Jack Hubbard 04:16
We will. And you know, to me, you're a Pied Piper of this. And another Pied Piper that's really similar to you is a guy named Pat Lencioni, who has written some amazing books but Pat's books are more about the people inside the company and how they interact together. I view your book a lot like that, but it's also an infrastructure book. It's called The Nine: The Tectonic Forces Reshaping the Workplace (The Future of Work). I'm just fascinated by the title. Let's start there.
Phil Simon 04:52
I actually landed on that pretty early. The cover took some doing and I wordsmith the subtitle quite a bit because you want it to be descriptive and complimentary and evocative, but not verbose and clunky. And so it has to be SEO friendly. So I just couldn't get my head off of this subject of different forces colliding. And then I thought about the word seismic as opposed to tectonic. And then of course, the cover with the sort of the Gliffy font, and then the background with the shape shifting, because I do feel like the workplace is shifting or being reshaped as we speak.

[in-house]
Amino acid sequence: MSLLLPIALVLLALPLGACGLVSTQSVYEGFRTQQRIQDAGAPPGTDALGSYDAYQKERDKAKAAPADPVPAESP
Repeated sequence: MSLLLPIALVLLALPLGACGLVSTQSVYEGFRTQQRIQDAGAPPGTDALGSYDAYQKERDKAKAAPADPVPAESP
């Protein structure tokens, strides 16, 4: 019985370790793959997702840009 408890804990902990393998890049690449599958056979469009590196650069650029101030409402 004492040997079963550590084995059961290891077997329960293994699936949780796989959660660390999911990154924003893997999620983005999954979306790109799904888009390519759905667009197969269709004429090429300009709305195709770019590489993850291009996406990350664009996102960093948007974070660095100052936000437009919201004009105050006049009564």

So I just think it's very difficult to nail the cover, I've joked that I can write 14 books. And to get better at it, you know, bang out a chapter in three or four days, if I do my research properly. I type fast, I don't sleep, I'm always paying attention to what's going on. And then it helps if it's 150 degrees outside because you don't want to go out too much. But yeah, I didn't know of a book like it and I think it was Maya Angelou, who said, Ohh…Toni Morrison, excuse me, “If the book that you want to read doesn't exist, then you have to be the one to write it.”